English as additional language services for schools
Our speech and language therapists can provide assessment and treatment for schools with children who have English as an additional language. SLT for Kids can help schools identify whether children are unable to communicate due to their lack of understanding and enrichment within the English language or whether the child has an underlying language issue.
This can help schools to define whether children learning English need specialist input from speech and language therapists to improve their language delay or disorder or whether the child still requires input from a teacher of English and more language enrichment. English teaching is not a service we can provide as it is not part of our expertise, however our speech and language therapists are able to assess a child with English as an additional language in order to identify the needs of the child and what intervention would be best for them.
Bilingualism is when an individual is able to use and understand two languages. Bilingualism is not a language problem itself, however some children may have language difficulties in both languages. In this case, our speech and language therapists at SLT for Kids are able to provide assessment and treatment to increase a child's language use or understanding as well as increase confidence and self-esteem when communicating. If you would like to make a referral to our speech and language therapists please email email@example.com or call 0330 088 2298.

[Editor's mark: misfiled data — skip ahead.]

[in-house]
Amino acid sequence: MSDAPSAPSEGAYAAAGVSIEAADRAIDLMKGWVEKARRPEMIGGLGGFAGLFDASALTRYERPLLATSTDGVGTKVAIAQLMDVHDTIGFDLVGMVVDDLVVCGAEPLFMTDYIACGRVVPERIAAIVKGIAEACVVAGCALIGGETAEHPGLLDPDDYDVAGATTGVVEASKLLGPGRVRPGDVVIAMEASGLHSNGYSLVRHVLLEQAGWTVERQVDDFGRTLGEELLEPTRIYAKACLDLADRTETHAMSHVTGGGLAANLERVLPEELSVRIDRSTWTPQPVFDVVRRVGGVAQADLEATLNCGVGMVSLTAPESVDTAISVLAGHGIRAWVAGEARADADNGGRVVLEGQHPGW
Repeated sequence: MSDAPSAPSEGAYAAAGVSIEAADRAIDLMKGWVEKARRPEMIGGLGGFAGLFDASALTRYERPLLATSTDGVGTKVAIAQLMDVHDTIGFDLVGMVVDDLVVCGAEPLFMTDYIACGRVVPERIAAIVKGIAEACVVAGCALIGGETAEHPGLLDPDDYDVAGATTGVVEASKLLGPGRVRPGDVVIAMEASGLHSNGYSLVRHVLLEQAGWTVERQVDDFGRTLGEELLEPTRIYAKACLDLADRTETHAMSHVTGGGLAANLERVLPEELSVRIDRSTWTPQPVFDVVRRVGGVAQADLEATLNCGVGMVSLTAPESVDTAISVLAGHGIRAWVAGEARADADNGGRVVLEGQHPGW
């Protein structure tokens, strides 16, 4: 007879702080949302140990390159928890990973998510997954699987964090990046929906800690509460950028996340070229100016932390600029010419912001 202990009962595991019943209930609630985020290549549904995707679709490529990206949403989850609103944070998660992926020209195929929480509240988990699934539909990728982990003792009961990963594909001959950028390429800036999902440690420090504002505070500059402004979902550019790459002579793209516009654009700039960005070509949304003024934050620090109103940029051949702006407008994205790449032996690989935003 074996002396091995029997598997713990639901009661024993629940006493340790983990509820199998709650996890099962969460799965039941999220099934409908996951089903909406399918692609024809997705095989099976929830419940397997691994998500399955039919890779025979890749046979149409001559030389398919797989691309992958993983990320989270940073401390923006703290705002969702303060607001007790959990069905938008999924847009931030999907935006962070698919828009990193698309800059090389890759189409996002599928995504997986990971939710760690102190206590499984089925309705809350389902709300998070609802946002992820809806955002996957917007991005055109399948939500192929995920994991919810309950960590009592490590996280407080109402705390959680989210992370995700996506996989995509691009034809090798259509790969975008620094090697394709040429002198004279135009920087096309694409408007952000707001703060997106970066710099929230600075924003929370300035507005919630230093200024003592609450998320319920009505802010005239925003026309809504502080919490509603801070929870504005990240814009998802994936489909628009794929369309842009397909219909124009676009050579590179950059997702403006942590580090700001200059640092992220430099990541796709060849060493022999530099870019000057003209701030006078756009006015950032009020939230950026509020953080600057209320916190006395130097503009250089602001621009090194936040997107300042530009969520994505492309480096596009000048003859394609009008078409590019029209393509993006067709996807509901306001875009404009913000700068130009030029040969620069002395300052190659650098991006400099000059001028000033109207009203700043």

What to do next
Our speech and language therapist will provide a complete assessment and ongoing therapy for speech or language difficulties in bilingual children. If you think that your bilingual child has a language difficulty, particularly in their home language, or have been alerted to this from school then please email firstname.lastname@example.org call 0330 088 2298.